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A fiber optic sensor for the measurement of surface roughness and displacement using artificial neural networks

A fiber optic sensor for the measurement of surface roughness and displacement using artificial neural networks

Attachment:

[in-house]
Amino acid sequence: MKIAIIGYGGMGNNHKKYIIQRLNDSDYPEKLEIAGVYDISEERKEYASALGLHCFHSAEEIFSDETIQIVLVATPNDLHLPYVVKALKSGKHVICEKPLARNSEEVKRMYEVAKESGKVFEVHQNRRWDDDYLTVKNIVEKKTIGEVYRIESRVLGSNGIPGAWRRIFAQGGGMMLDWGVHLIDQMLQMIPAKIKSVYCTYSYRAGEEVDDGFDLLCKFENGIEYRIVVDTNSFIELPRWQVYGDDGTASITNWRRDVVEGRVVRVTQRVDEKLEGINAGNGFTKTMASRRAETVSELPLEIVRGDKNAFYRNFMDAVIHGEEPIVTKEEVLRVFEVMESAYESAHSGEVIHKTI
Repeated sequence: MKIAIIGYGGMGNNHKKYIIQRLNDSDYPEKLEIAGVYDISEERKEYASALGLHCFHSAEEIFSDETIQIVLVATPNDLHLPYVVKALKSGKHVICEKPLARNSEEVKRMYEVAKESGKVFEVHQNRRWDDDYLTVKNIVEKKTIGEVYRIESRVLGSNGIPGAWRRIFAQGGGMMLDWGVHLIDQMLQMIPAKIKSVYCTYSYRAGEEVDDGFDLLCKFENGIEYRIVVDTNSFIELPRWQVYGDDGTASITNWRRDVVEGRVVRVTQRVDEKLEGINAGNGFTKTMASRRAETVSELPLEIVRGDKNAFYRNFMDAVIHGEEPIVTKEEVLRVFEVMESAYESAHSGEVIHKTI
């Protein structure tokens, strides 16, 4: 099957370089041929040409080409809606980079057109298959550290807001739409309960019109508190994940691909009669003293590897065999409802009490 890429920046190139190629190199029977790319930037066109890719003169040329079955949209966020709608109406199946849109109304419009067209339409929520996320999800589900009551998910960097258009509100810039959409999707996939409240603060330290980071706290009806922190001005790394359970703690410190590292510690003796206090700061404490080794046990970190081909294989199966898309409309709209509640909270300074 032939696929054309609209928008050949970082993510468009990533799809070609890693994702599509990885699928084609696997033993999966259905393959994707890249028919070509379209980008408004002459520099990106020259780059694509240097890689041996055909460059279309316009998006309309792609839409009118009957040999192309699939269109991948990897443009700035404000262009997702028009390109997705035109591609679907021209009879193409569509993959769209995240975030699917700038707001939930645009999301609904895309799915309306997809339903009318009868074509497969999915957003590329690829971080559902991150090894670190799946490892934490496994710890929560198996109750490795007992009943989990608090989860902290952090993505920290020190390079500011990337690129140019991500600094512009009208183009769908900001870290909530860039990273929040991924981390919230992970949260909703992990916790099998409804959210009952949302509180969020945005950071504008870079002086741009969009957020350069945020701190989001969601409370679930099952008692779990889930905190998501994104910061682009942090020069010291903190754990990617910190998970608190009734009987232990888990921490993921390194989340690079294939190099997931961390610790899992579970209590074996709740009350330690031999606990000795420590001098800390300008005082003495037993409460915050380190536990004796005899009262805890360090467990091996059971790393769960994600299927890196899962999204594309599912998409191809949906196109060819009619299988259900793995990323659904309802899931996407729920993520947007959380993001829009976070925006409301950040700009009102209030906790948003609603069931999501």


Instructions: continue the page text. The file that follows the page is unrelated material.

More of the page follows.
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  IEEE TRANSACTIONS ON INSTRUMENTATION AND MEASUREMENT, VOL. 46, NO. 4, AUGUST 1997 899 A Fiber Optic Sensor for the Measurementof Surface Roughness and DisplacementUsing Artificial Neural Networks Kuiwei Zhang, Clive Butler, Qingping Yang,  Member, IEEE  , and Yicheng Lu  Abstract—  This paper presents a fiber optic sensor system.Artificial neural networks (fast back-propagation) are employedfor the data processing. The use of the neural networks makes itpossible for the sensor to be used both for surface roughnessand displacement measurement at the same time. The resultsindicate 100% correct surface classification for ten differentsurfaces (different materials, different manufacturing methods,and different surface roughnesses) and displacement errors lessthen 6   5    m. The actual accuracy was restricted by the calibrationmachine. A measuring range of  6   0.8 mm for the displacementmeasurement was achieved.  Index Terms—  Artificial neural network, displacement, fiberoptic sensor, measurement, surface roughness. I. I NTRODUCTION S URFACE roughness and displacement are two very im-portant characteristics for the products of manufactur-ing industry. Significant work has already been done in themeasurement of surface roughness and displacement. Theclassical methods for these measurements are usually basedon mechanical contact. Over the past decade, optical meth-ods for measuring surface roughness and displacement havebeen used in industrial applications [1], [2]. Fiber optic sen-sors can also be fund of use in surface roughness and dis-placement measurement. With the characteristics of smallsize, high speed of response, great accuracy, good reliability,freedom from electromagnetic interference, and most impor-tant—nondestructiveness, the fiber optic sensor is increasinglyused in industry for manufacturing process monitoring andautomation [3]–[6].II. A F IBER  O PTIC  S ENSOR  S YSTEM This paper introduces a fiber optic sensor system, whichis shown in Fig. 1. This system includes a light source, a-coupler, a fiber optic sensor, photodetectors, an amplifiercircuit, a simultaneous sampling and hold circuit, an A/D card,and a computer.A fiber optic sensor has been developed, shown in Fig. 2.It uses the reflective principle and the scattering properties of  Manuscript received June 3, 1996.The authors are with Brunel University, Uxbridge, Middlesex UB8 3PH,U.K. (e-mail: Item Identifier S 0018-9456(97)06473-5.Fig. 1. Fiber optic sensor system.Fig. 2. Sensor for surface roughness and displacement. light. A bundle of fibers is used for collecting the reflectedand scattered light. The center fiber is used both for emittingand collecting the light. The use of lenses makes the stand off distance much larger and this is very important for on-line useof the fiber optic sensor. One of the lenses is designed to bechangeable so that different standoff distances and differentmeasuring ranges can be achieved. Compared with existingsensors, it is very small (length: 38 mm, diameter: 10 mm)and could be even smaller. This is comparable in size toconventional LVDT contact probes.A new kind of -coupler is also introduced. This verysimple coupler makes it possible for the center fiber to be usedboth for emitting and collecting the light. The light source ismonitored during the measuring process and the influence of the change of the light source on the output of the sensorcan be compensated. A simultaneous sample and hold circuitis introduced to get the signals at the same time for the same 0018–9456/97$10.00  󰂩  1997 IEEE  900 IEEE TRANSACTIONS ON INSTRUMENTATION AND MEASUREMENT, VOL. 46, NO. 4, AUGUST 1997 Fig. 3. Sensor output for coarse ground surface.Fig. 4. Sensor output for fine ground surface. displacement. This makes the results of the measurement moreaccurate.III. M EASURING  P RINCIPLE The light from the center fiber is emitted on to the measuringsurface and then reflected and scattered back to the fiberbundle. Generally speaking, the signals (proportional to thecollected light intensities) depend mainly on the displacementand the surface roughness (including finish, texture, and re-flectivity). The closer the surface departs from the focusedpoint, the more light is collected by the center fiber and theless light collected by the outer fiber. The rougher the surfaceis, the less light is specularly reflected and the more the lightscattered. The following function can be used to describe thevariation of the light intensities with the displacement and thesurface roughnessWhere is the light intensity vector; is the displacement andis the surface roughness. The outputs of sensor for coarseground surface and for fine ground surface are shown in Figs. 3and 4. From these two figures we can see clearly the actualrelationships. Fig. 5. Neural network for surface classification.Fig. 6. Neural network for displacement. IV. E XPERIMENT AND  D ATA  P ROCESSING The experiment involves the calibration of the sensor againstten different samples, including polished, milled (steel), coarseground, fine ground, spark eroded, matt black (painted), mattwhite (painted), milled (aluminum), perspex, and nylon sur-faces. There are big variations among the outputs of the sensorfrom the different surfaces. The gains and the offsets of theamplifier circuit is designed to be adjustable. The workpiecesare placed on the motor driven table. The displacement and theoutputs of the sensor are recorded simultaneously. The outputsof the sensor are voltages, which are represented by vector .The function described in Section III is only qualitative, nota quantitative description. Finding the quantitative relationshipbetween the light intensity and the displacement and betweenthe light intensity and the surface roughness is not an easy job.An artificial neural network is the most appropriate techniqueto solve this kind of problem [7]–[9].  ZHANG  et al .: MEASUREMENT OF SURFACE ROUGHNESS AND DISPLACEMENT 901 Fig. 7. Classification for surfaces. In order to determine the displacement and the surfaceroughness from the signals derived from the collected lightintensities, two separate artificial neural networks (fast back-propagation) are used for data processing. The artificial neuralnetwork A (ANN-A), shown in Fig. 5, is for surface classi-fication, and the artificial neural network B (ANN-B), shownin Fig. 6, is for displacement.The outputs of sensor , which are scaled to ( 1, 1)to cope with the input function, and the code () of the samples are used to train the network ANN-A. ANN-A is a seven-input and ten-outputs three-layersnetwork. The input activation function is set toand the output activation function is set to linear function,. The range for input is ( 1, 1). The output is a surfacecode in digital form. For example, representsthe no. 1 (polished) surface, represents the no.10 (nylon) surface, and so on. The number of hidden cells isdifficult to optimize. It is chosen mainly based on experience.Twelve hidden cells are used for this sample.The same outputs of sensor and the displacement areused to train the network ANN-B. ANN-B is a seven-input andone-output three-layers network. The input activation functionis set to and the output activation function is setto linear function, . The ranges for input and output bothare ( 1, 1). The output of displacement is in continuousanalog form. The number of hidden cells is ten in this sample.Actually, ANN-B are trained ten times using the ten differentsets of data from ten different samples.The initial seed values for the neural networks influence thetime of training. Several initial seed values have been tried.The learning rate is very important for the overall trainingspeed. If it is too small, convergence will be very slow. If it is too large, convergence initially will be very fast, butthe algorithm will eventually oscillate and thus not reach aminimum. or is recommended for the learning the number of the training items.Sometimes a network may get itself trapped in local minimawith no way out. In this case, “kicking” the network isnecessary. This is to increase or decrease all the weights inthe certain range by a random number.V. M EASURING  R ESULTS AND  A NALYSIS OF  E RRORS After the training of the neural network, the weights of theneural network can be saved. They can be reloaded at any timeto test the experiment data to determine the results. The resultsfor the surface classifications are shown in Fig. 7. The data arefrom the same ten surfaces but the different collections. Theerrors depend on the confidence level. The confidence level inthis figure is 95%.The results for the displacement and errors are shown inFig. 8. This is an example (coarse ground surface) for thedisplacement. The errors are the differences between the outputof the neural network and the displacement measured by thecalibration machine (profile projector). The output and thedisplacement are nearly on the same line. The difference isshown on a different scale to illustrate the errors. The errorsdepend on the measuring range and also the confidence level.The confidence level in this figure is 99%.The measuring results indicate that 100% correct surfaceclassification for ten different surfaces and errors less then5 m (within the measuring range of 0.8 mm) for thedisplacement measurements. The result would be significantlyimproved if a more precise reference displacement measuringinstrument had been available.In order to get more accurate results some improvementshave been made. These include the monitoring of the lightsource; a simultaneous sampling and hold circuit for theA/D converter, and some data processing techniques for thedata collection. Ambient temperature is another importantparameter that influences the results. Compensation wouldprovide for further improvement. Different kinds of fibers have  902 IEEE TRANSACTIONS ON INSTRUMENTATION AND MEASUREMENT, VOL. 46, NO. 4, AUGUST 1997 Fig. 8. Displacement and errors. also been tried. Parameters such as the materials, the diameterand the numerical aperture of fibers all have an influence onthe diameter of the focal spot and also on the precision of themeasurements.VI. C ONCLUSIONS The sensor introduced in this paper is very compact and theuse of a neural network is very effective in analyzing the data.The sensor can be used for on-line monitoring duringthe manufacturing process for both surface roughness anddisplacement. Soft deformable materials can also be measured.It will find applications in automatic inspection and for qualitycontrol in manufacturing industry.The results indicate that 100% correct surface classificationfor ten different surfaces (different materials, different man-ufacturing methods, and different surface roughnesses) anderrors less then 5 m (actual accuracy was restricted bythe calibration machine) with a measuring range of 0.8 mmfor the displacement measurements.R EFERENCES[1] R. Brodmann, G. Rodenstock, and G. Thurn, “An optical instrumentfor measuring the surface roughness in production control,”  Ann. CIRP, vol. 33, no. 1, p. 403, 1984.[2] K. Yamazaki, K. S. Lee, H. Aoyama, and M. Sawabe, “Noncontactprobe for continuous measurement of surface inclination and positionusing dynamic irradiation of light beam,”  Ann. CIRP,  vol. 42, no. 1, p.585, 1993.[3] P. J. Murphy and T. P. Coursolle, “Fiber optic displacement sensoremploying graded index lens,”  Appl. Opt.,  vol. 29, no. 4, p. 544, 1990.[4] M. Abe, S. Ohta, and M. Sawabe, “Surface inspection using optical fibersensor,” in  Proc. SPIE,  1990, vol. 1332, p. 366.[5] A. W. Domanski and T. R. Wolinski, “Surface roughness measurementwith optical fibers,”  IEEE Trans. Instrum. Meas.,  vol. 41, p. 1057, Dec.1992.[6] T. Pfeifer, “Fiberoptics for in-line production measurement,”  Ann. CIRP, vol. 41, no. 1, p. 577, 1992.[7] K. Yoshitomi, A. Ishimaru, J. N. Hwang, and J. S. Chen, “Surface rough-ness determination using spectral correlations of scattered intensities andan artificial neural network technique,”  IEEE Trans. Antennas Propagat., vol. 41, p. 498, Apr. 1993.[8] Q. Yang and C. Butler, “An optical fiber sensor for displacementand surface topography measurement using neural networks,” in  Proc. IMEKO,  1995, p. 1737.[9] K. Zhang and C. Butler, “A fiber optic sensor for surface roughness anddisplacement measurement,” in  Proc. ISMQC’95,  1995, p. 355. Kuiwei Zhang  received the B.Sc. and M.Sc. de-grees in mechanical engineering from NortheasternUniversity, Shenyang, China, in 1982 and 1986,respectively. He is currently pursuing the in the Department of Manufacturing andEngineering Systems, Brunel University, Uxbridge,Middlesex, U.K.He worked as Assistant Lecturer, Lecturer, andDirector of the Tolerance and Measurement Tech-nology Laboratory at Northeastern University. From1992 to 1993, he was a Visiting Scholar withBrunel Centre for Manufacturing Meteorology, Brunel University. His currentresearch interests are in sensors, measurement, and dimensional meteorology. Clive Butler  received the B.Sc. degree in physicsfrom the University of Manchester, Manchester,U.K., in 1963, and the M.Sc. and Ph.D. degreesfrom Imperial College, London, U.K., both in 1968.He has held a number of industrial posts includ-ing Chief Physicist, MOT Ltd., Director, Metro-nomic Technology Ltd., and Digital MeteorologyLtd. Previously, he was Director of Research at Wat-ford College of Technology, Watford, U.K. Since1986, he has been a Reader at Brunel University,Uxbridge, Middlesex, U.K. His current researchinterests are in dimensional meteorology and quality systems. He has presentedmore than 60 papers in applied optics, printing technology, meteorology, andquality management.Dr. Butler is a Fellow of the Royal Society of Arts and member of theInstitute of Quality Assurance. Qingping Yang  (M’97) received the Diploma in in-strumentation and measurement from Chendu Aero-nautical Polytechnic, Chendu, China, in 1983. Hewas awarded a scholarship to study at Brunel Uni-versity, Uxbridge, Middlesex, U.K., in 1988, andreceived the Ph.D. degree in 1992.He then was an Assistant Engineer, Deputy Headof Department of Measurement and Testing in theAircraft Structural Strength Research Institute (Min-istry of Aerospace), Shaanxi Province, China. Hecurrently lectures on manufacturing meteorology,instrumentation design, and quality control. He has published more than 20papers on sensors, transducers, instrumentation, and measurement. Yicheng Lu  received the B.Sc. and M.Sc. degreesfrom Northwestern Polytechnical University, Xian,China, in 1981 and 1984, respectively, and thePh.D. degree from Brunel University, Uxbridge,Middlesex, U.K., in 1992.He was Assistant Lecturer and Lecturer at North-western Polytechnical University. He then joined aresearch team as a Research Fellow working onoptical fiber sensors at Brunel University. He iscurrently a Senior Engineer at Bookham Technol-ogy Ltd., developing integrated optical sensors andoptical fiber sensors.